so far away. This book is an excellent resource as children can easily relate to it because the

landforms described within it are within driving distance. It would once again provide an

excellent opportunity for a field trip during which the students would be able to experience these

phenomena first-hand.

Vries, M. D., & Benoit, R. (2010). Fraser Bear: A Cub’s Life. Vancouver: Greystone Books.

Fraser Bear: A Cub’s Life is a story that revolves around the first few years of a black

bear’s life, while simultaneously exploring the life cycle of the salmon. It begins by introducing

the cub nestled safely in his den with his mother and sister. Their sleep is interrupted by a man

and his daughter who pull the cubs and their mother from their winter home. The man seems to
be studying the mother bear, but his daughter snuggles the babies in her coat, and names them:

Fraser and Samantha. When Fraser wakes, he is introduced to the outside world, the sounds of

the other animals, the smells, and the cold snow on his paws. Him and his sister stay close to

their mother who protects them and shows them to hunt. She helps them prepare for the winter,

and they stuff themselves full of nuts and bugs and berries, and they are shown how to catch

salmon from the river. Soon though, they are ready for hibernation again, and when Fraser Bear

wakes, he knows that it is his time to leave his family, and with all that his mother has taught

him, he is able to go off on his own.

The book explores the interconnectedness of the environment and how every animal

contributes to the lives of one another in a way that is simple for children to understand. It also

briefly mentions human intervention in the environment, and how we tend to take from it, but we

do not always return the favour to the animals we encounter in our environment. The book also

includes some helpful hints about bear safety as well as some fun facts about black bears and the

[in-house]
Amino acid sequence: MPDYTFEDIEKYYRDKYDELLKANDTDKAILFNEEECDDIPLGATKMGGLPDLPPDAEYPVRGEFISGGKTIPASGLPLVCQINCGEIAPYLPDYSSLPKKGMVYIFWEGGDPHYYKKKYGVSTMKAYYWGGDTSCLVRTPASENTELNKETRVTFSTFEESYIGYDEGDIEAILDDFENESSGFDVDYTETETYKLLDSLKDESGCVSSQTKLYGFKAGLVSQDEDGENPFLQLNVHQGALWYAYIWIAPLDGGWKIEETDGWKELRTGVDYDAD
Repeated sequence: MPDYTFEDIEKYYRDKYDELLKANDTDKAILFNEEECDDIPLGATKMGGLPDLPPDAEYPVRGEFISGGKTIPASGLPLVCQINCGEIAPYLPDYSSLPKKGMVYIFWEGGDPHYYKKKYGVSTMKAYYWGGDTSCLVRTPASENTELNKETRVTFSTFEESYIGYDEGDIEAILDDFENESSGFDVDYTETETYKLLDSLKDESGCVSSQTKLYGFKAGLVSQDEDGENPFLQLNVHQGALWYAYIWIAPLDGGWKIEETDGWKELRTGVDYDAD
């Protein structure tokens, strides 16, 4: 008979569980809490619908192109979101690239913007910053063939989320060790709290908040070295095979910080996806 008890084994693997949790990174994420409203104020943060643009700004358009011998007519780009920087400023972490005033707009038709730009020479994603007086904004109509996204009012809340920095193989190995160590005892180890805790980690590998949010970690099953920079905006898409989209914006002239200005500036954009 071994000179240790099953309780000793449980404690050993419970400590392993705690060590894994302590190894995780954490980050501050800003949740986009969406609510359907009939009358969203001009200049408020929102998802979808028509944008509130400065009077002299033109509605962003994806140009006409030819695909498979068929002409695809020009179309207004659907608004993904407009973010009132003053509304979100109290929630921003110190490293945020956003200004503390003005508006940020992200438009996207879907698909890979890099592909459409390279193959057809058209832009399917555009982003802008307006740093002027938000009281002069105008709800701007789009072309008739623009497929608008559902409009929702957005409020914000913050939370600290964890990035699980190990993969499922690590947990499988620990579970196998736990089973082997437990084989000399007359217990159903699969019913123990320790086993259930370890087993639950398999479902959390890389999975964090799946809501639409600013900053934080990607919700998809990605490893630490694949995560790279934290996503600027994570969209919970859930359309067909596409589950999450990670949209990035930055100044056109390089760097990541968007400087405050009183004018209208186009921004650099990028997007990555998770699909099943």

chinook salmon located in the Fraser River.

This book could be used in grade five to meet the NGSS for discussing human impacts on

Earth’s systems, particularly in discussing how humans can affect the habitats of other animals.

Essentially, the story is a discussion of how humans can have major effects on the lives of the

animals in their environment in ways that they may perceive as minor. This story could be an

introduction to how human actions, such as fishing, can have an effect on the animals in that

environment. As this book also focuses on the life cycle of the salmon, it would meet the NGSS

for the structures and processes unit for grade three. Fraser Bear would be a good introduction to

this unit, and the teacher could follow this up by having their students study the life cycles of a
variety of different animals, which could then be compared to that of the salmon discussed in the

book.

Wallace, M. (2015). An Inuksuk Means Welcome. Toronto, ON: Owlkids Books.

An Inuksuk Means Welcome uses Inuktitut words to represent each letter of the word

‘inuksuk’, which is a stone tower that people living in the Arctic use to guide them across their

snowy land. They help to show people how to find food or get home, and can even be used to say

“Welcome.” Each letter of the word ‘inuksuk’ is used to describe life in the Arctic. From the

animals found in the Arctic to the transportation used to cross the seas to the attire worn to brave

the weather, An Inukshuk Means Welcome is a colourful guide to life in the Arctic. It not only

includes Inuktitut translations of each word used for the letters, but it also includes how each

word would be written using Inuktitut symbols. The book is a beautiful guide to the ways of the

Inuktitut people.

This book is an excellent introduction to a grade three lesson on habitats, particularly that

of the Arctic. A teacher could begin by discussing how some organisms are able to live in certain

habitats but are not able to live in others and proceed by asking students to study different

habitats and the animals that live in them as well as what characteristics those animals possess

that make them suitable for their habitat. It could also provide cross-curricular benefits because it

is written as an acrostic poem. The lesson could provide an opportunity for the teacher to

integrate science and language arts by asking the students to create their own acrostic poems that

describe the different aspects of each habitat.